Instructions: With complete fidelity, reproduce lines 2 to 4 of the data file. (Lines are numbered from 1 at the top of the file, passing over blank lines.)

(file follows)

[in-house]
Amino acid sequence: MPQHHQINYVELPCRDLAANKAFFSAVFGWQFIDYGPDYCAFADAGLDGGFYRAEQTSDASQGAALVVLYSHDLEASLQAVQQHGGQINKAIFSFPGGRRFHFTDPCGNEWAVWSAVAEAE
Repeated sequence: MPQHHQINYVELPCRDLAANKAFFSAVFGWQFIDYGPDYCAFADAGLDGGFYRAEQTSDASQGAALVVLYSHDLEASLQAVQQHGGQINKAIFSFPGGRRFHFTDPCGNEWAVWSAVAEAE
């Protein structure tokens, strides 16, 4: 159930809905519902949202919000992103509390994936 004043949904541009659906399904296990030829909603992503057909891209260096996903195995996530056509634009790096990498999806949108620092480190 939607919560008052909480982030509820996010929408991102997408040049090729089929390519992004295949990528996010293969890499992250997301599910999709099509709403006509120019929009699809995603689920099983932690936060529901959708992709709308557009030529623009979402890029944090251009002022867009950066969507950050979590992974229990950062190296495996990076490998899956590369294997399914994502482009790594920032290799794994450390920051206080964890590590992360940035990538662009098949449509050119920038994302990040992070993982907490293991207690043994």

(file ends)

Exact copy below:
Amino acid sequence: MPQHHQINYVELPCRDLAANKAFFSAVFGWQFIDYGPDYCAFADAGLDGGFYRAEQTSDASQGAALVVLYSHDLEASLQAVQQHGGQINKAIFSFPGGRRFHFTDPCGNEWAVWSAVAEAE
Repeated sequence: MPQHHQINYVELPCRDLAANKAFFSAVFGWQFIDYGPDYCAFADAGLDGGFYRAEQTSDASQGAALVVLYSHDLEASLQAVQQHGGQINKAIFSFPGGRRFHFTDPCGNEWAVWSAVAEAE
């Protein structure tokens, strides 16, 4: 159930809905519902949202919000992103509390994936 004043949904541009659906399904296990030829909603992503057909891209260096996903195995996530056509634009790096990498999806949108620092480190 939607919560008052909480982030509820996010929408991102997408040049090729089929390519992004295949990528996010293969890499992250997301599910999709099509709403006509120019929009699809995603689920099983932690936060529901959708992709709308557009030529623009979402890029944090251009002022867009950066969507950050979590992974229990950062190296495996990076490998899956590369294997399914994502482009790594920032290799794994450390920051206080964890590590992360940035990538662009098949449509050119920038994302990040992070993982907490293991207690043994």